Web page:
Christmas in Spain is filled with events, markets, celebrations, and decorations. The 8th of December (immaculate conception) is a national holiday and the 25th of December Caga Tio poops out gifts, but the biggest celebration is actually after the new year. On January 6th all of Spain celebrates Three Kings Day (known as the epiphany in the U.S.) and on the evening of the 5th they celebrate their arrival during the Three Kings Parade. The kings are the ones who brought gifts to baby Jesus and they're also the ones that bring gifts to children all over Spain. Their arrival is celebrated across the country with parades and parties and early bed times for the little ones. On December 5th it feels like all of Barcelona comes out to celebrate the arrival of the three kings at the Three Kings Parade. I knew little of what to expect other than crowds. Around 5PM, about an hour before the parade was set to begin, people already were filling the streets. Kids were laughing and playing, setting up soccer games, holding hot drinks, and huddling for warmth. By 6PM the streets and surrounding windows were packed. There were parents, young adults, teenagers, and children and all of the kids were carrying their letters to the three kings promising that they had been good this year and requesting special gifts.
Bear in mind, the parade follows a 3-mile course throughout the city, so with every square inch packed multiple people deep, there were hundreds of thousands of people in attendance. The parade began with a catalan speaking joker, a baker, and flying doves all riding in Barcelona taxis and a hop-on, hop-off bus. I was glad to see Barcelona resources being used well.
Following the doves was a talented drumline and a massive mechanical flying horse and rider.
There were stilts, what I think were astronomers, and a shooting star (I'm assuming this was the star above Bethlehem). Many of the characters were telling a story as they rode by, but unfortunately my Catalan is a little non-existent, so I had to piece together what I could.
All around children started asking parade attendants questions. The attendants would typically respond and point behind them. I was really excited for whatever they were waiting for. Following the star there were singing gingerbread babies with huge metal pacifiers around their necks. It wouldn't be a parade in Barcelona without some catalan weirdness.
Then came the moment all of the kids had been waiting for. No, no, it wasn't the kings (who's arrivals were in fact scattered throughout the parade), it was the float signifying the beginning of the letter drop. At this point the kids could hand their perfectly written, perfectly packaged, and perfectly decorated cards to attendants. These “kings helpers” would then drop them in the mail boxes. If the kids were too far away to actually hand their letters in, they could put them in one of the large nets that attendants used to reach the second story viewers. I should have known the youthful excitement was about presents :).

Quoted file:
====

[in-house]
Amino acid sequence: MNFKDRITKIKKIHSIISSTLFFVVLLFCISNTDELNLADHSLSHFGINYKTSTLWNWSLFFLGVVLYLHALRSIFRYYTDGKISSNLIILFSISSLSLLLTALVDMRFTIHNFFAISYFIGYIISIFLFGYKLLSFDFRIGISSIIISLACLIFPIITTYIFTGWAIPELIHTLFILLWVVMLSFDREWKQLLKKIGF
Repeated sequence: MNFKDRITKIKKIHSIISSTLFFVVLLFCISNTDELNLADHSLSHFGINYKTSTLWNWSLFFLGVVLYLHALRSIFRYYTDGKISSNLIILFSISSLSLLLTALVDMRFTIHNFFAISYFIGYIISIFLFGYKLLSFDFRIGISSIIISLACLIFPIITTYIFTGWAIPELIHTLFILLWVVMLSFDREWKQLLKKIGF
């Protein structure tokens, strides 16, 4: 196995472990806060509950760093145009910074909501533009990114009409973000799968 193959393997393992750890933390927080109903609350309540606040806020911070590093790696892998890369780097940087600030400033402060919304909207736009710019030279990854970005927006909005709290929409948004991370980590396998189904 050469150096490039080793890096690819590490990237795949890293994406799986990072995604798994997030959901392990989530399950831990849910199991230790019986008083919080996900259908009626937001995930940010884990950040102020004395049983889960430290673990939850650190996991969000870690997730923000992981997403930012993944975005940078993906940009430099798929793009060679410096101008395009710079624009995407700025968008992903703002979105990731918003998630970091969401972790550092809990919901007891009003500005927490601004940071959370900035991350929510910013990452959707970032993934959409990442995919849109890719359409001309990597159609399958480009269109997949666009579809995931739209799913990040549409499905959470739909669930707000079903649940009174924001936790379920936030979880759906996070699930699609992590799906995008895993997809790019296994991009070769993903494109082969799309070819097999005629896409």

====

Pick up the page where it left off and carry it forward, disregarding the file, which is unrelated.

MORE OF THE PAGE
From here there were snake tamers, robots, amusement parks, and much more. I think this is the part of the story where kids imagine all of the gifts they will be receiving in the morning. This is just my best guess though since all of the narration was in Catalan.
Then came the “carbó” characters. These were the fun, devilish characters with soot on their faces warning the children of getting coal instead of gifts. They really got the crowd going!
Once the mischievous characters had passed, things transitioned to a softer, nutcracker-like story. There were a sort of sugar plum fairies (including a creepy robot one), more mail boxes for the kids, and the quintessential “kids not wanting to go to sleep” scene.
Then dreams of candy were fulfilled with showers of real candy! Yes, showers. No, that's not confetti, that's candy being shot into the air to fall on top of the crowd. For the record, these were not tootsie rolls, these were the hard candies that your grandma used to give you.
After the grand finale (over an hour after the parade's start), many follow the parade to its end at Plaza España while others go home to prepare. They must leave out food for the kings and water for their camels so that they can be nourished enough to leave great presents.
Now, any good parent knows that they should have presents on hand should the kings happen to miss their house. Need to know where to pick up gifts for Three Kings Day? The Three Kings Fair (aka St Thomas and Kings fair and Twelfth Night Fair) is yet another Christmas market in Barcelona from Dec. 18th to Jan. 6th. Located on Gran Via de las Cortes Catalanes just a few blocks off of Plaza Catalunya, it's 6 blocks long with hundreds of stalls running the length of the ramblas on both sides of the street. There you can pick up Christmas Candy (fake coal), toys, stuffed animals, and even some gifts suitable for adults like jewelry, leather, and wood products.
Catalonia, you never cease to entertain and you fulfilled your promise yet again at the Three Kings Parade. Feels good to be back on European soil.
P.S. Starbucks and Vodaphone are not sponsors of this article... but on second thought, maybe I should ask them to be.